I’d try a longer double pump at night after your other child is in bed. Then get up once or twice in the middle of the night to pump, then first thing in the morning again. It’s brutal - but that would be what a newborn at home would be doing. As for the day pumps, I’d put your daughter in front of the TV for 20mins.

Make sure you drink (and eat) lots. If you can’t get your supply up, then you can move on knowing you did everything you could.

It’s not easy. I’ve been crying on the floor from knocking a bottle over or having to stop pumping because one twin woke up early. There’s absolutely nothing wrong stopping if you can’t do it. Your mental health is more important.

ETA - I was never able to breastfeed directly. All 3 had bottles of expressed milk/formula.

Edited by AdelTwins
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AdelTwins

Also - I wouldn’t stress about the sucking. It’s like a switch that just turns on. One day they can’t do it, the next day they are guzzling! Mine were close to 38w before they “got it”.

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Threelittleducks

Are you using a hospital grade double pump, hands free?

I would try to rent one and see if that makes a difference. And discuss with lactation consultant and GP about boosting supply.

I've been there with prem babies and pumping and it's hard, so if you are keen to try, use the best equipment possible.  I always found setting the alarm for a 5am feed got me the most milk on the pump while mine were in NICU. The early days with sleep deprivation and the stress of a prem wreak havoc on supply, so be kind to yourself on this one.

Otherwise, moving onto formula and bottles exclusively is a great option too.

Fed is best. Good Luck.

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Wonderstruck

Thanks everyone, lots of advice here. 

Yesterday was a hard day. We have so much going on and so much of this birth was unplanned despite trying to plan and have a less stressful experience than DD1. 

I did speak to the hospital LC but she was trying to encourage me to pump 3 hourly in the day and 4 hourly at night. She didn't quite understand what I was saying about that being unsustainable in current circumstances and the fact longer or morr pumping sessions aren't increasing my supply. The only time I get more milk is when she's had a suckle which she only manages once a day and she often isn't awake enough for one in the afternoon even when we try. The hospital social worker and my psychologist totally understood where I was coming from.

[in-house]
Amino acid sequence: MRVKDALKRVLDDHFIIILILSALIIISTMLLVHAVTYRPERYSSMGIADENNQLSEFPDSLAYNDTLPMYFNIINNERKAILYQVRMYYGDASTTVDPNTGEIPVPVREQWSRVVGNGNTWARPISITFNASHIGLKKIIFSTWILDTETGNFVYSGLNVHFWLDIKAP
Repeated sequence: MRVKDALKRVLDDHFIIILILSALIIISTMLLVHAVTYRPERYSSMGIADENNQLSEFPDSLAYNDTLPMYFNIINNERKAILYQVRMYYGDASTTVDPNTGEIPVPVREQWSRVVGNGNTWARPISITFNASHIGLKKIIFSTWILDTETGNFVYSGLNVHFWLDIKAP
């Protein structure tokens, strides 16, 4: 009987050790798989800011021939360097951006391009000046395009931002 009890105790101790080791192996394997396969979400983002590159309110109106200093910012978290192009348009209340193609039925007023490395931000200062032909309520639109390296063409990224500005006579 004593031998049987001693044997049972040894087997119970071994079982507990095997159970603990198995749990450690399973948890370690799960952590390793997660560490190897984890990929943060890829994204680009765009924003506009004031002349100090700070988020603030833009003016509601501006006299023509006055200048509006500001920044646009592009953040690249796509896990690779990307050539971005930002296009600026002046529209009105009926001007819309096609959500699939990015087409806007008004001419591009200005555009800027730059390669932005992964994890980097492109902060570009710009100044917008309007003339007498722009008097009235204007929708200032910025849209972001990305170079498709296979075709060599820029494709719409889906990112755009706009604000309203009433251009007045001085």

I'm not keen on donated breast milk and no one has mentioned NEC risk. 

I use a spectra s9 at home and the hospital pump (medella symphony). The pump doesn't seem to matter, more so DD2 having had fed. 

Hopefully I'll be a little less rushed next week on DD1 daycare days so I feel like I can spend a bit more time with DD2 that isn't pumping and feel like DD1 isn't missing out. 

I'm continuing to try and take it day by day. It's just that she's been in the SCN for 11 days now and still such a sleepy feeder that it feels like it will be ages before she's feeding well. 

 

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Redchick2

I think LCs will encourage you to keep pumping/BFing (after all that it their speciality) but other health professionals (including midwives) could talk to you more about other options. Like PPs have said, fed is best (for mum and bub- and the rest of your family). 
 

My boys were born at 37+1 and it still took them a good week or so before they were feeding properly (they had NG tubes for top ups). Your little one is putting lots of energy into growing, like others have said the sucking (whether breast or bottle) will come in time. 
 

🤗🤗🤗

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Riotproof

@Wonderstruck I don’t think waking up overnight without the baby is the best idea. I did wake up at 5 am as that is a peak time for milk production, but that was all.